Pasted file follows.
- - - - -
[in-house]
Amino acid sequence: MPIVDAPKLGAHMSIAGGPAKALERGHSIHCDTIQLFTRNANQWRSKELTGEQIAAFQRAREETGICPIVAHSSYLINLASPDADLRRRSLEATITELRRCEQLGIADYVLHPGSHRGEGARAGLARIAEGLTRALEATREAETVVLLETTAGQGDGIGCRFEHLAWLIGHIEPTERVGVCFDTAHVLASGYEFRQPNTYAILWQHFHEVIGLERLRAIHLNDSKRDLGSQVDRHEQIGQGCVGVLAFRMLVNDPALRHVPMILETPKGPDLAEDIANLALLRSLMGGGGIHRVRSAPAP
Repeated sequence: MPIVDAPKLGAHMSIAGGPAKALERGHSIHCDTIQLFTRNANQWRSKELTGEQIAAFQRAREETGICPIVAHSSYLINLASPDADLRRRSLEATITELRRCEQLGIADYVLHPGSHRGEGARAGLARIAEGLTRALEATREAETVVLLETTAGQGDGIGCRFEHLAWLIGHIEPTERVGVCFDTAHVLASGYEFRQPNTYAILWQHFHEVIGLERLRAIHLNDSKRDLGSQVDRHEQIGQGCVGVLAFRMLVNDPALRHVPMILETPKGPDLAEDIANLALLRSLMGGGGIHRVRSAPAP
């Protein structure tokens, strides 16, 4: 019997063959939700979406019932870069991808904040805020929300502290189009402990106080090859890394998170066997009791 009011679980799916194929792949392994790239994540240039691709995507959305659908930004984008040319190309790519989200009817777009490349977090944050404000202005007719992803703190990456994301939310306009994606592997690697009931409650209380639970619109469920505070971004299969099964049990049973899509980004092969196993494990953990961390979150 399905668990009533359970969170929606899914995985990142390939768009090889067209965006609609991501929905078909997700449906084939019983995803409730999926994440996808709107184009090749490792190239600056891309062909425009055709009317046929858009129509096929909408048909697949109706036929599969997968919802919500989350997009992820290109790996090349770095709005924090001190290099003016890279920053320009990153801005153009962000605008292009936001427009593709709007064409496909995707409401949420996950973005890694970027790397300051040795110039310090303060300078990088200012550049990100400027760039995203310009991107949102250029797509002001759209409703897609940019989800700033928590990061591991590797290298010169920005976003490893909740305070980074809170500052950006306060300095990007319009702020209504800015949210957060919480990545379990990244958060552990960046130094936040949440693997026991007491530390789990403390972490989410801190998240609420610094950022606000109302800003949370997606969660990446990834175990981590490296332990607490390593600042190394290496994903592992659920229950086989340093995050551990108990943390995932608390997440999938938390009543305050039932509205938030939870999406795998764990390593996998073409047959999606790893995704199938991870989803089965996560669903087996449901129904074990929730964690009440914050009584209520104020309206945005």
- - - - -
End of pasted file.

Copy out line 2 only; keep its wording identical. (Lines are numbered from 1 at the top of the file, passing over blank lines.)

Amino acid sequence: MPIVDAPKLGAHMSIAGGPAKALERGHSIHCDTIQLFTRNANQWRSKELTGEQIAAFQRAREETGICPIVAHSSYLINLASPDADLRRRSLEATITELRRCEQLGIADYVLHPGSHRGEGARAGLARIAEGLTRALEATREAETVVLLETTAGQGDGIGCRFEHLAWLIGHIEPTERVGVCFDTAHVLASGYEFRQPNTYAILWQHFHEVIGLERLRAIHLNDSKRDLGSQVDRHEQIGQGCVGVLAFRMLVNDPALRHVPMILETPKGPDLAEDIANLALLRSLMGGGGIHRVRSAPAP